Nouhad-Nicholas Al-Kassouf was one of the unlucky seven who died in a one-week pedestrian fatality wave in January. The 80-year-old woman was hit by a car around 1 p.m. on Jan. 12, 2010, while crossing Dundas Street West. According to police reports, a car travelling southbound through a green light struck both Al-Kassouf and another pedestrian. Al-Kassouf was one of four pedestrians killed or seriously injured in the GTA on that same day. Marites Mendoza, a 28-year-old mother, was killed while pushing a stroller across Martin Grove Road in Etobicoke. Her baby survived. The driver who hit Mendoza was charged with failing to stop at a red light and careless driving. A few hours earlier, while on his way to St. Joan of Arc Catholic High School in Vaughan, 17-year-old Steven Seixeiro was hit by a semi-trailer turning right at Rutherford Road and Keele Street.
His tragic death triggered the same shock that shook Vaughan in February 2009, when 16-year-old student Rose Mandarino was killed on her way home from school. Her twin brother watched as she was struck on a sidewalk by on oncoming SUV that was involved in a collision at Langstaff and Ansley Grove roads. “Just about every collision on the roadway is 100 per cent predictable and 100 per cent preventable,” says Burrows. Brian Patterson of Ontario Safety League agrees. “One of those intersections will have 10,000 cars a year minimum that go through without difficulty, so the fact that it occurred when they were there … human error is the universal element that we see.”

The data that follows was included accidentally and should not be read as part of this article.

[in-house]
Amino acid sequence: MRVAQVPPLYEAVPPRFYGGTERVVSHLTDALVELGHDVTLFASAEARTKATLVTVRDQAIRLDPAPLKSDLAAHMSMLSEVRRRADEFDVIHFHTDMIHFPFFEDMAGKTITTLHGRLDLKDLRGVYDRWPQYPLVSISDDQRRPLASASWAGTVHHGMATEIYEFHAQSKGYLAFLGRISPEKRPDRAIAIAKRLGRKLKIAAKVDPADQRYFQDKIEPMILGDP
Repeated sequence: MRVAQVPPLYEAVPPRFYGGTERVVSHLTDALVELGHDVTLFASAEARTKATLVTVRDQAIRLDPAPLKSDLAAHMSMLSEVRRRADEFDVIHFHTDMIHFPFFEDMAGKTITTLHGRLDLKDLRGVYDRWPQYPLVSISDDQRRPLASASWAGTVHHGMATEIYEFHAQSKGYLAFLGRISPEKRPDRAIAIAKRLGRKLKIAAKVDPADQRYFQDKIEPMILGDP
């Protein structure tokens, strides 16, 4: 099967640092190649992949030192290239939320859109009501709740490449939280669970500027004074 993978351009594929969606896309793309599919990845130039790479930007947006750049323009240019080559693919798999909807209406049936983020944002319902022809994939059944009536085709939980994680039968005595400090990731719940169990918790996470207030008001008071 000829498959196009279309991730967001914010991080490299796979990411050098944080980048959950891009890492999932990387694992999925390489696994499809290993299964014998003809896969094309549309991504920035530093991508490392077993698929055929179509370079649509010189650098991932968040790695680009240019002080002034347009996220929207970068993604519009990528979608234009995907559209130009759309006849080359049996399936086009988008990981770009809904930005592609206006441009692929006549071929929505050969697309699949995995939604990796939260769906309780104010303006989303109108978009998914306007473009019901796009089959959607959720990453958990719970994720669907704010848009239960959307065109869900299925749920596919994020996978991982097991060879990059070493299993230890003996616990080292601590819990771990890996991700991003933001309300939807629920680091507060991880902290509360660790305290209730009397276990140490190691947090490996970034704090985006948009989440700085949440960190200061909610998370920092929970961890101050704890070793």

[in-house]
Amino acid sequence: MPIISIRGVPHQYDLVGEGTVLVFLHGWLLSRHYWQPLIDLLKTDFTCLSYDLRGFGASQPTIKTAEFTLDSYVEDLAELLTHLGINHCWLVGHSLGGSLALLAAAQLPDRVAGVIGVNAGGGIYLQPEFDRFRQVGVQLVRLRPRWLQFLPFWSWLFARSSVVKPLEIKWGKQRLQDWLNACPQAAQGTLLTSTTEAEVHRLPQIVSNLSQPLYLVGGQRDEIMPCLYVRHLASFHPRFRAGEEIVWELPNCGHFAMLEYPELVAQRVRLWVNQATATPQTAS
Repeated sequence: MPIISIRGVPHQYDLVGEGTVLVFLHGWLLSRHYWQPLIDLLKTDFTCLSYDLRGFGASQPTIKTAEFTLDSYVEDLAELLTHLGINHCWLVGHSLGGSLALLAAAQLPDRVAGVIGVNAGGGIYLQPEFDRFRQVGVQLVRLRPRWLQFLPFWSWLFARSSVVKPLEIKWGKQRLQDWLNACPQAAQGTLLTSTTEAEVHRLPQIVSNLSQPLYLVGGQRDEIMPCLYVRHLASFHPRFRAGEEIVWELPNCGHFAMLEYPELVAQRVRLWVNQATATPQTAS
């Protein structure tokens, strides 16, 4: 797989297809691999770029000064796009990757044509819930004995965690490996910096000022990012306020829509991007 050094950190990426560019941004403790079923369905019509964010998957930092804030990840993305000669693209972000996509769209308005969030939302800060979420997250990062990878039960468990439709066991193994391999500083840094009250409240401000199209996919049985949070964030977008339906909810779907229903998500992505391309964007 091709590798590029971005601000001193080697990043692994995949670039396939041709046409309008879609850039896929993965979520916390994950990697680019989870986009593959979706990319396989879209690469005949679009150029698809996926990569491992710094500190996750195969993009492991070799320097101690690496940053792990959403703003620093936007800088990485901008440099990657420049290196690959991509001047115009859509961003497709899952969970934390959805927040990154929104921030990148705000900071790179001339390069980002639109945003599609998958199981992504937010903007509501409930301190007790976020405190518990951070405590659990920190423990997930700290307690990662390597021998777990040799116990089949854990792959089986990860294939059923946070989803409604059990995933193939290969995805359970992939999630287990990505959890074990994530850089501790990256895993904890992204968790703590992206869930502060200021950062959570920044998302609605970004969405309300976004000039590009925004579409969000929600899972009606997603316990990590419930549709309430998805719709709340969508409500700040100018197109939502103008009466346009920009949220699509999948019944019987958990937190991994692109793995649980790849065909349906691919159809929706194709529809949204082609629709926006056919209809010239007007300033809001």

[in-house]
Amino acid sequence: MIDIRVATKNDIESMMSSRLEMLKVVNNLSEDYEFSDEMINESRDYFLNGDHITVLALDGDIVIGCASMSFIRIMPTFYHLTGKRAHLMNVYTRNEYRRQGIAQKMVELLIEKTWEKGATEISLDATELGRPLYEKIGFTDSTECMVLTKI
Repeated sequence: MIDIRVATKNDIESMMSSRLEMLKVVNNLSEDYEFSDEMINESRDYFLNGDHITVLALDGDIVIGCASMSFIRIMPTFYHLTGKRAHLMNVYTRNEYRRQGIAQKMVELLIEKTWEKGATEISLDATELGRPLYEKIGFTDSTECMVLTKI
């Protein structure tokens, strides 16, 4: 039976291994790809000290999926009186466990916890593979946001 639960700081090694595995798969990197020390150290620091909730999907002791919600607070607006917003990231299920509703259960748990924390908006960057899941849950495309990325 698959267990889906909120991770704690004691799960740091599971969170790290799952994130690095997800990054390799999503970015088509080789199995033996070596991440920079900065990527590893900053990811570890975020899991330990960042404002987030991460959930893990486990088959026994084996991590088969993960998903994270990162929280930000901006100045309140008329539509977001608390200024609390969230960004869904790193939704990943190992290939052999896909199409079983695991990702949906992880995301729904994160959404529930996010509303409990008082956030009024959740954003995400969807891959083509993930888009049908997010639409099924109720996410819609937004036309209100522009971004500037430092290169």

“Just about every collision on the roadway is 100 per cent predictable and 100 per cent preventable.”
– Tim Burrows, Toronto Traffic Services
While the onus for pedestrian fatalities is often a two-way street, determining who had the right-of-way can seem like a trivial pursuit when it’s already too late. “Right-of-way is a terrible issue if it’s being made from a hospital bed,” says Burrows, who actively reiterates this during public education lectures. “Road safety is a shared responsibility, everybody has to do their part.” Burrows puts the blame for many of the accidents he sees on a general lack of situational awareness from both parties.